Former DODEA teacher's colleagues say they were disturbed by his actions prior to sex abuse charges
STUTTGART, Germany — At least eight Patch Elementary School faculty members say they witnessed a pattern of alarming behavior with students by a former teacher whose two-decade career ended when a former pupil alleged that she had been sexually assaulted in the classroom, court records show.
The question now facing the Department of Defense Education Activity is whether school officials could have intervened earlier, given the pre-existing concerns.
Stefan Eberhard Zappey, who is in custody in Georgia, was arrested on charges of sexually assaulting students between 2007 and 2010, according to court documents released last week.
A faculty member who worked with Zappey for 15 years told investigators that she had “witnessed him touch female students very affectionately” and “that the interactions made her very uncomfortable and she would not interact with the students in that manner,” court records state.
What isn’t yet clear is whether the numerous teachers and faculty cited in court documents ever formally raised their concerns about Zappey with school administrators.
DODEA, which named Zappey its 2007 teacher of the year for the Bavaria district, did not respond to questions about a possible safety breakdown at Patch Elementary School.
The fundamental question: Did teachers have concerns and never bring them to the administration, or were their concerns reported but not fully investigated?
DODEA did not answer directly, saying that anytime there is a serious incident in school, a “review of the facts and surrounding circumstances, as well as applicable policies, standards and practices” is conducted.
“Students are at the heart of everything we do in DODEA, and creating a safe environment where military-connected students can achieve their full potential to succeed in college or careers is always a top priority,” DODEA spokesman Will Griffin said.
One faculty member said that he had known Zappey, a German language teacher, for eight years and that Zappey “would train students to become ‘really touchy feely,’” court documents state.
Another faculty member said she saw several instances of what she deemed inappropriate touching of students by Zappey, according to the documents.
For example, he would run his fingers through girls’ hair, sit students on his lap and be overly touchy feely with students, the faculty member said.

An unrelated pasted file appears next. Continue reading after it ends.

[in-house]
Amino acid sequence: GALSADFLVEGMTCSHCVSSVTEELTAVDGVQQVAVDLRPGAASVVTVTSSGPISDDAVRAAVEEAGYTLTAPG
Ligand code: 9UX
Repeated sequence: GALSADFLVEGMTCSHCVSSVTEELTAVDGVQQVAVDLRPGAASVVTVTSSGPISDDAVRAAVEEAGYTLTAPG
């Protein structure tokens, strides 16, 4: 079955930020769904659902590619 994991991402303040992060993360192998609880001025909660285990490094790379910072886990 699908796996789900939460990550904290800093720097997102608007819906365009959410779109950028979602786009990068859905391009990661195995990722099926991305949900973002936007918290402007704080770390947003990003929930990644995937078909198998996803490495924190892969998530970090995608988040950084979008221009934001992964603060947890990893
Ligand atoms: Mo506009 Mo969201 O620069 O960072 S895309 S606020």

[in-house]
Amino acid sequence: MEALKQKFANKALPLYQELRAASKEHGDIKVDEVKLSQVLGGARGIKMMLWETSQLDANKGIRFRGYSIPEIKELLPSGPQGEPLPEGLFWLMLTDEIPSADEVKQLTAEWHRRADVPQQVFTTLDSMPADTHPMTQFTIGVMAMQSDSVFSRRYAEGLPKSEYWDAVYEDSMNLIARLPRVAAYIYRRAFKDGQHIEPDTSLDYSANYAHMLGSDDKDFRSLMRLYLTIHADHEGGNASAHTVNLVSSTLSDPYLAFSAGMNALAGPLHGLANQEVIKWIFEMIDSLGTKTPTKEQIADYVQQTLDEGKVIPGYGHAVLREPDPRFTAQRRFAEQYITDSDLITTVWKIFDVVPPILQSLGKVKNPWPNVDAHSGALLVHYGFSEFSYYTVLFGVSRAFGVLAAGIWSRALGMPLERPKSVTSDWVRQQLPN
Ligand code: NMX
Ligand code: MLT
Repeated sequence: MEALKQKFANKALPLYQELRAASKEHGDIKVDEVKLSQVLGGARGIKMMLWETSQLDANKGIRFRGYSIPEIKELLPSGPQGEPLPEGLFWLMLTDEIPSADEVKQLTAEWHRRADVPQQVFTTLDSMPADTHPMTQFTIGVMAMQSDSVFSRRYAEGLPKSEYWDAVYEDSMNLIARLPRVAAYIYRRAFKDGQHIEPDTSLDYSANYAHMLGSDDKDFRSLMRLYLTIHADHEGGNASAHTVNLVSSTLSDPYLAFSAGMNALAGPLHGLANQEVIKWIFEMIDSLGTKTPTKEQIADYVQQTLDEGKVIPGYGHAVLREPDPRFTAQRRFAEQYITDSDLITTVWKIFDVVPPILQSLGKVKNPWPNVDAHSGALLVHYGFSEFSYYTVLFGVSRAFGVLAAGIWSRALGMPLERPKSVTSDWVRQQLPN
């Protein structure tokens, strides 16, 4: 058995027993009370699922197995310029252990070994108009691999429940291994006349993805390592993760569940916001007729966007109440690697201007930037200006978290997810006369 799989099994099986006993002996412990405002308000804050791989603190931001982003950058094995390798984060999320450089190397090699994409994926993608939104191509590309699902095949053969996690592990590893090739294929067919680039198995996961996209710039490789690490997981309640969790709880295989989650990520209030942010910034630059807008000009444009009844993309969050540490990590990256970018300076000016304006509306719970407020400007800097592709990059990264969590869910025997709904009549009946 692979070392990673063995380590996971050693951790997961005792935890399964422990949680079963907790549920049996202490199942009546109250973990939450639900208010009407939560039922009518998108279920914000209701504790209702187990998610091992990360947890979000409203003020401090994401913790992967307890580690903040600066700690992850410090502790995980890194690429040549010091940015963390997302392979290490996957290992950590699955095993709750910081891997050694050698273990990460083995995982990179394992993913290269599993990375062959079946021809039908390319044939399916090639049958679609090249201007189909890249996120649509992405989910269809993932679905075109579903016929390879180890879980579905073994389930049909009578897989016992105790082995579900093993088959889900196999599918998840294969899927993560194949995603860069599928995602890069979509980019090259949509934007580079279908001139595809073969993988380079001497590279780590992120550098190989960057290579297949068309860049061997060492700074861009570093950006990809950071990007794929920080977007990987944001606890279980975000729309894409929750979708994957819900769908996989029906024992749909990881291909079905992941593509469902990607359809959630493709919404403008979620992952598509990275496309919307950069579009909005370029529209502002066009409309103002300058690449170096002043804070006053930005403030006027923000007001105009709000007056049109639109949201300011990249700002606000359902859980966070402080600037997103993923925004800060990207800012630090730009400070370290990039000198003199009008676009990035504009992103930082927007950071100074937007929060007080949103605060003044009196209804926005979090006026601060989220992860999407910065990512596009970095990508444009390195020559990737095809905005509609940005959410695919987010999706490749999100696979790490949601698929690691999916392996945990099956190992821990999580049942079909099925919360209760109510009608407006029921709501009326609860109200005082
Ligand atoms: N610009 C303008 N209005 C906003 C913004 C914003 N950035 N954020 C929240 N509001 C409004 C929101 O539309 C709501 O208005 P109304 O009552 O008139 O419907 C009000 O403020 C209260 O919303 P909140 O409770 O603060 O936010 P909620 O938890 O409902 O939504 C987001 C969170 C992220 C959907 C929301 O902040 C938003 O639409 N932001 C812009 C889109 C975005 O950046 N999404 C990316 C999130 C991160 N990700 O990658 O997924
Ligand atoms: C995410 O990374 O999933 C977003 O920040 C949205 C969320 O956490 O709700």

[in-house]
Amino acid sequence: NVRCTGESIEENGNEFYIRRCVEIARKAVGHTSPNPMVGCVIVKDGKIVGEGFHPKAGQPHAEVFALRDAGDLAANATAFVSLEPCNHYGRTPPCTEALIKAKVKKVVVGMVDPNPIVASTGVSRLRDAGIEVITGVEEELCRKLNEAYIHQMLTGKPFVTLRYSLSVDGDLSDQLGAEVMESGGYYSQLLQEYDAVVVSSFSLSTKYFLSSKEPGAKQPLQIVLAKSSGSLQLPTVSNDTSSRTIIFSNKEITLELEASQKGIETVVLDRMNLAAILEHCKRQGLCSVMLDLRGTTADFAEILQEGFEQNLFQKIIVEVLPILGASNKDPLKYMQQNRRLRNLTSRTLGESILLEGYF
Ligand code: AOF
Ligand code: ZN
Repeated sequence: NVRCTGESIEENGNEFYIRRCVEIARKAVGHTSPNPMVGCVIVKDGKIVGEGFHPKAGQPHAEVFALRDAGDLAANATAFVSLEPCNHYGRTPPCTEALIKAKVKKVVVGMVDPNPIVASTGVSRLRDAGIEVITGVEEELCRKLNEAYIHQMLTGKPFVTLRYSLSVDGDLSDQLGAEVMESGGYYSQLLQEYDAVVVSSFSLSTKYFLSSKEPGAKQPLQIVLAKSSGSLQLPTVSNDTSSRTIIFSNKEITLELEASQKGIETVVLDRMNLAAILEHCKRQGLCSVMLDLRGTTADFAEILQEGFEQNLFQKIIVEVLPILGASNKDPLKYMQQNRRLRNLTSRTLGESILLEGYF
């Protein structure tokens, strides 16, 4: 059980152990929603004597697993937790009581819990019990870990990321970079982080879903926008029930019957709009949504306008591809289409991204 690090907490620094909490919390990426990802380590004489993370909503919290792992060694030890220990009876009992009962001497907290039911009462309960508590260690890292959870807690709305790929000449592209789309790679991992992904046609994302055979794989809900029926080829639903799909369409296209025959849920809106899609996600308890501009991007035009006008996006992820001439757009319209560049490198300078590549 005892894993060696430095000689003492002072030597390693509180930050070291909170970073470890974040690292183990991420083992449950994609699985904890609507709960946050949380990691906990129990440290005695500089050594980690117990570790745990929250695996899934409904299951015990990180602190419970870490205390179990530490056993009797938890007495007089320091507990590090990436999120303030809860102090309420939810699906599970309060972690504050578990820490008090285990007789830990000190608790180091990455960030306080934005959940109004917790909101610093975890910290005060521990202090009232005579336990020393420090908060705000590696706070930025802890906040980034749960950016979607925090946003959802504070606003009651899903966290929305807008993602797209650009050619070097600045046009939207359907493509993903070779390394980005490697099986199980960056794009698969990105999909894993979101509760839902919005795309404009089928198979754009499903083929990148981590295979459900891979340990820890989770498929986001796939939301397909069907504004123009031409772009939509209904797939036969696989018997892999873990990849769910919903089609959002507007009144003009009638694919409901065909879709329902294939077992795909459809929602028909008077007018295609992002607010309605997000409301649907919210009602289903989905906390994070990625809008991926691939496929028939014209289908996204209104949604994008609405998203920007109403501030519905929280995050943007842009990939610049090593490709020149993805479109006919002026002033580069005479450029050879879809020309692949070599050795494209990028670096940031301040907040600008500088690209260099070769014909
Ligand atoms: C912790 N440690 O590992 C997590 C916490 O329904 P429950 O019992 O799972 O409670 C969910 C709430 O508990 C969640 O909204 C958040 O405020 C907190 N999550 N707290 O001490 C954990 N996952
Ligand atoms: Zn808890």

That faculty member’s mother, during a visit to Patch Elementary, told investigators that she saw Zappey place a female student between his legs, close to his “private area.”
A fourth-grade teacher and another faculty member “both witnessed multiple occasions where Zappey hugged students at ‘crotch level,’” court records said.
Another staffer who knew Zappey for 10 years “witnessed children straddle Mr. Zappey with their legs wrapped around him,” court records said.
Zappey remained in the classroom until a former student told a teacher in March 2020 about abuse she experienced between 2007 and 2008, when she was 8 years old.
She said she did not report the abuse at the time because she “didn’t know it was wrong.”
The victim was in third grade when she said Zappey called her to his desk during class and repeatedly fondled her, court records state.
Her report sparked a wider U.S. Army Criminal Investigation Division probe that involved interviews with other students, past and present, as well as faculty.
Another former student told investigators that between 2008 and 2010, Zappey would call her up to his desk, “put her on his lap, put his hand inside her pants, and touch her genitals with his finger on multiple occasions,” records state.
A third former student told investigators Zappey would have her lie down on a red couch in the classroom to read a book and then reach under her shorts or dress to touch her genitals.
Other former students also told investigators that Zappey reached under their shirts to touch their nipples. Current students of Zappey’s at the time also were interviewed.
“Multiple current students describe sitting on Zappey’s lap and placing their heads on his lap, but they state that this touching does not make them uncomfortable,” court records state.
DODEA said that Zappey was removed from the classroom after CID launched its March 2020 investigation and that he is no longer employed by the district.
“DODEA has cooperated fully with military and civilian law enforcement agencies throughout their investigations,” Griffin said. “It would be inappropriate to comment further in light of ongoing investigations and legal proceedings.”